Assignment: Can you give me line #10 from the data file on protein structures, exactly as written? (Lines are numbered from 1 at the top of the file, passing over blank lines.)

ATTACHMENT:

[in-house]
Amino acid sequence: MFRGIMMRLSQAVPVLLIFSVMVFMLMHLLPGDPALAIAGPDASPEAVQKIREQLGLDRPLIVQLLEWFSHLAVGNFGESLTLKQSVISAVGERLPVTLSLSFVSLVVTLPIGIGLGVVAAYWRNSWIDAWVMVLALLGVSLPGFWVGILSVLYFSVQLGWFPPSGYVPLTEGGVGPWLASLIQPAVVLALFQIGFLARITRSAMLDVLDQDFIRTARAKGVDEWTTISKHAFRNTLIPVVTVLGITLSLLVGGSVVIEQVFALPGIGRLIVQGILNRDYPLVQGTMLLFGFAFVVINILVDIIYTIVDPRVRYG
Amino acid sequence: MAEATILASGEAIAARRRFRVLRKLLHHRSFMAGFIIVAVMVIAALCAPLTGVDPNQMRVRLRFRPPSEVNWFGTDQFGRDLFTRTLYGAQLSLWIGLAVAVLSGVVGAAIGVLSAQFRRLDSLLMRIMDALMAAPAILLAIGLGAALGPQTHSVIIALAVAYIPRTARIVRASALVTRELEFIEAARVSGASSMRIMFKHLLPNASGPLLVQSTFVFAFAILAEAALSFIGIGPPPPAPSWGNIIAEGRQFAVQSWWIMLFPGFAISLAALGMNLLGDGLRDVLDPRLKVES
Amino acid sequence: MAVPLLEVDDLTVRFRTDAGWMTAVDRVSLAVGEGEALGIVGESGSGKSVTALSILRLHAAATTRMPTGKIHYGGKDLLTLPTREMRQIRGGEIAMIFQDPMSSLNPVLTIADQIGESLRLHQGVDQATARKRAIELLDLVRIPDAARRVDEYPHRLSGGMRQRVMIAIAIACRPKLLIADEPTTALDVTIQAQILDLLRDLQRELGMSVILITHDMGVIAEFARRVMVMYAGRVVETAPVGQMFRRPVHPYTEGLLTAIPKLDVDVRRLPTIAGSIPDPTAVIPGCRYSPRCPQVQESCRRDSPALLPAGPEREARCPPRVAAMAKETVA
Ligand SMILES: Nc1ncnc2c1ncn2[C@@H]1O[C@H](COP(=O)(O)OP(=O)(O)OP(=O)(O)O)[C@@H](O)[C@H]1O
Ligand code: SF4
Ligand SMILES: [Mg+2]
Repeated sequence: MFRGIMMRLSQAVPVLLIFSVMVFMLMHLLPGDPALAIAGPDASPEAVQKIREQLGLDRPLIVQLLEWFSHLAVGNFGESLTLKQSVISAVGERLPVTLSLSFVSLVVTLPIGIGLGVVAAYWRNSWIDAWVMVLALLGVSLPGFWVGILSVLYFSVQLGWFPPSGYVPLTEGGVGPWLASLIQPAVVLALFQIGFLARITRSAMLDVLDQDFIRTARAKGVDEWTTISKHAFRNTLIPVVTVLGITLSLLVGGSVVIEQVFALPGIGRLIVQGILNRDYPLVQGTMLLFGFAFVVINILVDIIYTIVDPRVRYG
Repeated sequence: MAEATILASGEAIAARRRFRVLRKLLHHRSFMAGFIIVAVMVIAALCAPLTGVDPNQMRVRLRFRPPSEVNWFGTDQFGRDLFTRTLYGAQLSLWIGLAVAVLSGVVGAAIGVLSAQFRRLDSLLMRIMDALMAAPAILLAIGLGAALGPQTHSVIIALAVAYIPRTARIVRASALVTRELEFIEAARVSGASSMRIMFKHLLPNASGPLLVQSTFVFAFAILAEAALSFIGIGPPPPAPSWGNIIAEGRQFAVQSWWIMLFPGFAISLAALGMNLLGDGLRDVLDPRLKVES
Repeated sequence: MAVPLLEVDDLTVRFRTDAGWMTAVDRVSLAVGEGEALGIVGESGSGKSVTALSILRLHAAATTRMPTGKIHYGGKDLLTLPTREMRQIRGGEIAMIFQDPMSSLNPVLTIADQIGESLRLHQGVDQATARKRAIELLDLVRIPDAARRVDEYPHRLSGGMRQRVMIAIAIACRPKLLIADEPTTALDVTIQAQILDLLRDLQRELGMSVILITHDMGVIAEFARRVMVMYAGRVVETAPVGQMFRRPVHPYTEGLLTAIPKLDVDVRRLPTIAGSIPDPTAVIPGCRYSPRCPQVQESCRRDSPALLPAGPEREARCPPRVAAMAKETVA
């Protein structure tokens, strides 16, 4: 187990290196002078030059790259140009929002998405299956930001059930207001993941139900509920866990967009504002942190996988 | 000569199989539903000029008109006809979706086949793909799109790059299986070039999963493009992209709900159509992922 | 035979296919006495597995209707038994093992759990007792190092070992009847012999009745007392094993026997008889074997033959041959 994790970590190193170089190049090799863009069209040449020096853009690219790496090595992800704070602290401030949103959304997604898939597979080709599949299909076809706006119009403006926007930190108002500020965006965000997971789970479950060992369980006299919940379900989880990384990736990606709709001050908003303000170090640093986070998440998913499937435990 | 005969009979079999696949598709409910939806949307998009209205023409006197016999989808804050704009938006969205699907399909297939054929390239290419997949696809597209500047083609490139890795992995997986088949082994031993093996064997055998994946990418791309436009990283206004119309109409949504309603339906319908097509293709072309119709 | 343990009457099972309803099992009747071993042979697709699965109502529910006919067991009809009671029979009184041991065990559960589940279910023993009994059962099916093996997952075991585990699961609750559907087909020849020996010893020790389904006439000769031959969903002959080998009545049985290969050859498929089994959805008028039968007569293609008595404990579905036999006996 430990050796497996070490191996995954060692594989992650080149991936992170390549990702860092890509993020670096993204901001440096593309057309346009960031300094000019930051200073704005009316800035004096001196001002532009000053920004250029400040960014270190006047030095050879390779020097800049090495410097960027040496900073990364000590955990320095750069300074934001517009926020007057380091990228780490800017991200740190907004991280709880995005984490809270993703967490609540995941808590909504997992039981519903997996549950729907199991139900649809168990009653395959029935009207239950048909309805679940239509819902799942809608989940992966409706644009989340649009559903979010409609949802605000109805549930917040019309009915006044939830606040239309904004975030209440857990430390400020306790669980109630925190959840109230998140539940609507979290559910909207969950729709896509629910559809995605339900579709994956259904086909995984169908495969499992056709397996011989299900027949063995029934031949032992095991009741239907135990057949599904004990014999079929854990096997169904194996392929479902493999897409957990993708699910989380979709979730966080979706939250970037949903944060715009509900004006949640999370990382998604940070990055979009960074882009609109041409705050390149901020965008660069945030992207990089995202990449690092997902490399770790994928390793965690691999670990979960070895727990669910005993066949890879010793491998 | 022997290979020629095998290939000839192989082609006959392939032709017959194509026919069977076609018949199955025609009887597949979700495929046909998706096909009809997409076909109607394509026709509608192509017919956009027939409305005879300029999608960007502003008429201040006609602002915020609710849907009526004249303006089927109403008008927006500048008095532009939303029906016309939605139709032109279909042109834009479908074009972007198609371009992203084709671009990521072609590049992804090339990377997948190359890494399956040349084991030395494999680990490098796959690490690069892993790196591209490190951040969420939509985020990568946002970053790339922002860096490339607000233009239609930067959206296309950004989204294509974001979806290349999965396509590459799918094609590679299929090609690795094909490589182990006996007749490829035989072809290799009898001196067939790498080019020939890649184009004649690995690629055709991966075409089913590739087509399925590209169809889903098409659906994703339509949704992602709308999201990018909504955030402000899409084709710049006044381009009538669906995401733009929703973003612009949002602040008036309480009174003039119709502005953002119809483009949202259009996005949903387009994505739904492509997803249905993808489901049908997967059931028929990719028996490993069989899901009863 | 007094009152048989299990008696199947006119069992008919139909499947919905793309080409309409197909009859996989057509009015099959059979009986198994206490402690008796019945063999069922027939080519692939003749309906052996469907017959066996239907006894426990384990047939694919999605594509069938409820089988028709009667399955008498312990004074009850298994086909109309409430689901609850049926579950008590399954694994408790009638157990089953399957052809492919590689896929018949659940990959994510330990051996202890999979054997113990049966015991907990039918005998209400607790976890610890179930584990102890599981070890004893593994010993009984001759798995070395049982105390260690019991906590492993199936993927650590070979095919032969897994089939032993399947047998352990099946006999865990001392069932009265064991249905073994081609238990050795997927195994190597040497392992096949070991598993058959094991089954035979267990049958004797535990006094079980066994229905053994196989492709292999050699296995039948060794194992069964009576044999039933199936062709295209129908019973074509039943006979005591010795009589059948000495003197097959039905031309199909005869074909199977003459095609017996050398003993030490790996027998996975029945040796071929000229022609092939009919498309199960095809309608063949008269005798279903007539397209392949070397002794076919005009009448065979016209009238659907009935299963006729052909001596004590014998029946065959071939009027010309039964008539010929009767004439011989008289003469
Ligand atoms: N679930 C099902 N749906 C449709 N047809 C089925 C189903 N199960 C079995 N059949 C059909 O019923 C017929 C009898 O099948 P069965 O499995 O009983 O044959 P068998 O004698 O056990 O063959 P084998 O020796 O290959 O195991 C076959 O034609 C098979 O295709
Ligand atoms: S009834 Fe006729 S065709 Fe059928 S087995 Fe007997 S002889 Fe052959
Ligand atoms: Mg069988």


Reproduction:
Repeated sequence: MAVPLLEVDDLTVRFRTDAGWMTAVDRVSLAVGEGEALGIVGESGSGKSVTALSILRLHAAATTRMPTGKIHYGGKDLLTLPTREMRQIRGGEIAMIFQDPMSSLNPVLTIADQIGESLRLHQGVDQATARKRAIELLDLVRIPDAARRVDEYPHRLSGGMRQRVMIAIAIACRPKLLIADEPTTALDVTIQAQILDLLRDLQRELGMSVILITHDMGVIAEFARRVMVMYAGRVVETAPVGQMFRRPVHPYTEGLLTAIPKLDVDVRRLPTIAGSIPDPTAVIPGCRYSPRCPQVQESCRRDSPALLPAGPEREARCPPRVAAMAKETVA